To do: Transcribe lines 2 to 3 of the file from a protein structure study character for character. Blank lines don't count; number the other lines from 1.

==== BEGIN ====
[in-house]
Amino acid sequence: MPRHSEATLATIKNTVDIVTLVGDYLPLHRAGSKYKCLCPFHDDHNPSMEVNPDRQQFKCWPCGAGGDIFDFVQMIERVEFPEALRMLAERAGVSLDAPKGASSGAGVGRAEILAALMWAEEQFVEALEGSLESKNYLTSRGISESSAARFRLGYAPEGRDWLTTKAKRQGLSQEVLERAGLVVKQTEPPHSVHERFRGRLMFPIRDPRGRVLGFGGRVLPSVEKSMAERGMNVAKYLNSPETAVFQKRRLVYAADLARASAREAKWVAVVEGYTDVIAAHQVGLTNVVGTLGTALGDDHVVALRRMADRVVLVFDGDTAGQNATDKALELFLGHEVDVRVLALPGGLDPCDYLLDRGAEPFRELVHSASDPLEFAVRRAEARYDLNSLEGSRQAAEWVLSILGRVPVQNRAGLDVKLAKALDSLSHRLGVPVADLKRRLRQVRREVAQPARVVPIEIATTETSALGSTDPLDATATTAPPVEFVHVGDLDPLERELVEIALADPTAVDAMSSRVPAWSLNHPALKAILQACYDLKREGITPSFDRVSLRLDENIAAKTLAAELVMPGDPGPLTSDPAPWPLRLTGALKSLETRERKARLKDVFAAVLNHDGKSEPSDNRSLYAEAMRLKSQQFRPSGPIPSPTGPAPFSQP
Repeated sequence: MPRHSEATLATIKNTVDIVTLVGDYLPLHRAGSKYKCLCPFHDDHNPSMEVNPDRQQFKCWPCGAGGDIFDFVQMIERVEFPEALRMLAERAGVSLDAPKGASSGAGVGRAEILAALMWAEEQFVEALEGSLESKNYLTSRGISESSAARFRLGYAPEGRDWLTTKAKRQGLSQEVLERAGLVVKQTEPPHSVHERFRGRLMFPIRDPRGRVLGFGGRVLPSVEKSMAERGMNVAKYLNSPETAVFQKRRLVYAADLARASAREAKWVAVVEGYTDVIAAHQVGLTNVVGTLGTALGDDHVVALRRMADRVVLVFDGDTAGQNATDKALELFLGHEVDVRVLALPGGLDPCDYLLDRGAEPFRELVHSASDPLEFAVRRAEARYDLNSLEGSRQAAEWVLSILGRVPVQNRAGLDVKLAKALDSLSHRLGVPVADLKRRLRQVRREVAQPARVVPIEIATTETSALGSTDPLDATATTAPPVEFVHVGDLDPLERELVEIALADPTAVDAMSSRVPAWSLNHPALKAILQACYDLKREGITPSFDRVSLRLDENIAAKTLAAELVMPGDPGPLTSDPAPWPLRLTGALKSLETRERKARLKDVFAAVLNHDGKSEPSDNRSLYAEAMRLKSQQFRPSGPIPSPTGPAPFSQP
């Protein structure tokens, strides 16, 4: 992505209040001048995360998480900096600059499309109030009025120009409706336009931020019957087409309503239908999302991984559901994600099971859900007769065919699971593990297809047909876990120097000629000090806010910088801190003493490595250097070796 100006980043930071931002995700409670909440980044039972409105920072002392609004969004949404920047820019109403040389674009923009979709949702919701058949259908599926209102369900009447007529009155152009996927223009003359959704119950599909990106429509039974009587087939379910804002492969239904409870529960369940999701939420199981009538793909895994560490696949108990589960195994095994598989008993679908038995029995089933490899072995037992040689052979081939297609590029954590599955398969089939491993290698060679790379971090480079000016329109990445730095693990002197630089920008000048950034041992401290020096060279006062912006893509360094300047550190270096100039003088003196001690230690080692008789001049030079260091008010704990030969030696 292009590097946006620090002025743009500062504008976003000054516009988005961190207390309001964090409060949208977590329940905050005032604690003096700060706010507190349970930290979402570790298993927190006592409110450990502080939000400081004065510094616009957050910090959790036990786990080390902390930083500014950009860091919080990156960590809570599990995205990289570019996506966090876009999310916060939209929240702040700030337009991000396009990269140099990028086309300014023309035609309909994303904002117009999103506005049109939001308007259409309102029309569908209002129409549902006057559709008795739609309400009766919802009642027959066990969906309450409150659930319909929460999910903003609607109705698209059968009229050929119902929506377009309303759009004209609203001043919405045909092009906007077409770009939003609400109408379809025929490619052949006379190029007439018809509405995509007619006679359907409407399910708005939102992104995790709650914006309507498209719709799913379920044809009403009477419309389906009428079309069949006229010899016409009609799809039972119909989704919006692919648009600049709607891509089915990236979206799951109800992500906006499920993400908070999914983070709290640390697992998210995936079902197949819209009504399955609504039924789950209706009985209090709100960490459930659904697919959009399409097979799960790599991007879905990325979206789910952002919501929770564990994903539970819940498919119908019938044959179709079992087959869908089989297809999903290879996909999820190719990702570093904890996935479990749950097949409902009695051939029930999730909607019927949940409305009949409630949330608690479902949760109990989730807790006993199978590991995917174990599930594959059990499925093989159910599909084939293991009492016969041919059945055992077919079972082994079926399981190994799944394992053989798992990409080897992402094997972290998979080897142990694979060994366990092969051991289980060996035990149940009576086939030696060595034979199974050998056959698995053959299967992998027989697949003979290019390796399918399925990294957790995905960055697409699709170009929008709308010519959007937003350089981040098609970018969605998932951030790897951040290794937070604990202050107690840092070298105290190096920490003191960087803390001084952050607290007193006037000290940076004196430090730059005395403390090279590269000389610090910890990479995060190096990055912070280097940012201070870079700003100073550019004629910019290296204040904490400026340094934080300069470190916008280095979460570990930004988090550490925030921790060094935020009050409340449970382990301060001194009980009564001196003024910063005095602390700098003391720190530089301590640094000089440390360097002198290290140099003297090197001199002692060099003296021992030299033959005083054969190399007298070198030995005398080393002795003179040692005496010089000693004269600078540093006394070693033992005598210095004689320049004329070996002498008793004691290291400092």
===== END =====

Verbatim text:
Amino acid sequence: MPRHSEATLATIKNTVDIVTLVGDYLPLHRAGSKYKCLCPFHDDHNPSMEVNPDRQQFKCWPCGAGGDIFDFVQMIERVEFPEALRMLAERAGVSLDAPKGASSGAGVGRAEILAALMWAEEQFVEALEGSLESKNYLTSRGISESSAARFRLGYAPEGRDWLTTKAKRQGLSQEVLERAGLVVKQTEPPHSVHERFRGRLMFPIRDPRGRVLGFGGRVLPSVEKSMAERGMNVAKYLNSPETAVFQKRRLVYAADLARASAREAKWVAVVEGYTDVIAAHQVGLTNVVGTLGTALGDDHVVALRRMADRVVLVFDGDTAGQNATDKALELFLGHEVDVRVLALPGGLDPCDYLLDRGAEPFRELVHSASDPLEFAVRRAEARYDLNSLEGSRQAAEWVLSILGRVPVQNRAGLDVKLAKALDSLSHRLGVPVADLKRRLRQVRREVAQPARVVPIEIATTETSALGSTDPLDATATTAPPVEFVHVGDLDPLERELVEIALADPTAVDAMSSRVPAWSLNHPALKAILQACYDLKREGITPSFDRVSLRLDENIAAKTLAAELVMPGDPGPLTSDPAPWPLRLTGALKSLETRERKARLKDVFAAVLNHDGKSEPSDNRSLYAEAMRLKSQQFRPSGPIPSPTGPAPFSQP
Repeated sequence: MPRHSEATLATIKNTVDIVTLVGDYLPLHRAGSKYKCLCPFHDDHNPSMEVNPDRQQFKCWPCGAGGDIFDFVQMIERVEFPEALRMLAERAGVSLDAPKGASSGAGVGRAEILAALMWAEEQFVEALEGSLESKNYLTSRGISESSAARFRLGYAPEGRDWLTTKAKRQGLSQEVLERAGLVVKQTEPPHSVHERFRGRLMFPIRDPRGRVLGFGGRVLPSVEKSMAERGMNVAKYLNSPETAVFQKRRLVYAADLARASAREAKWVAVVEGYTDVIAAHQVGLTNVVGTLGTALGDDHVVALRRMADRVVLVFDGDTAGQNATDKALELFLGHEVDVRVLALPGGLDPCDYLLDRGAEPFRELVHSASDPLEFAVRRAEARYDLNSLEGSRQAAEWVLSILGRVPVQNRAGLDVKLAKALDSLSHRLGVPVADLKRRLRQVRREVAQPARVVPIEIATTETSALGSTDPLDATATTAPPVEFVHVGDLDPLERELVEIALADPTAVDAMSSRVPAWSLNHPALKAILQACYDLKREGITPSFDRVSLRLDENIAAKTLAAELVMPGDPGPLTSDPAPWPLRLTGALKSLETRERKARLKDVFAAVLNHDGKSEPSDNRSLYAEAMRLKSQQFRPSGPIPSPTGPAPFSQP